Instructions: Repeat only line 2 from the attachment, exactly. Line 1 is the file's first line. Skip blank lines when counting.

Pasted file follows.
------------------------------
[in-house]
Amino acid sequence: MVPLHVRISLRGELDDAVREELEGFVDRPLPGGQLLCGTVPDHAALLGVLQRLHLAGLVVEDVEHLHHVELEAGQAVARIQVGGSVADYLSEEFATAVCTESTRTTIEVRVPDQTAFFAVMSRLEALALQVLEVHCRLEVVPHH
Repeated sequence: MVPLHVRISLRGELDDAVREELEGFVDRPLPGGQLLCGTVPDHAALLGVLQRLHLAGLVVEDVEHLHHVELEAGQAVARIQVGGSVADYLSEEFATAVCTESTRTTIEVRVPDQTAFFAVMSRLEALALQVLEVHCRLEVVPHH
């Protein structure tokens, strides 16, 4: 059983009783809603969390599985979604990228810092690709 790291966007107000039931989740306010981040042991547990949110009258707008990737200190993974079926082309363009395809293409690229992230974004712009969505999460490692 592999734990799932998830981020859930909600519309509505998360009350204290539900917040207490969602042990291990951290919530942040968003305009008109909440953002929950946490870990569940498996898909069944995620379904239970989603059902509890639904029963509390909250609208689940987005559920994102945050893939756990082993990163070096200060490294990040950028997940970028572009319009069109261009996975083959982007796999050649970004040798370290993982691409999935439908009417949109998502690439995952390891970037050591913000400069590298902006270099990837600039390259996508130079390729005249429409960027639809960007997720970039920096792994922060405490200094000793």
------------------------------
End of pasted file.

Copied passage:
Amino acid sequence: MVPLHVRISLRGELDDAVREELEGFVDRPLPGGQLLCGTVPDHAALLGVLQRLHLAGLVVEDVEHLHHVELEAGQAVARIQVGGSVADYLSEEFATAVCTESTRTTIEVRVPDQTAFFAVMSRLEALALQVLEVHCRLEVVPHH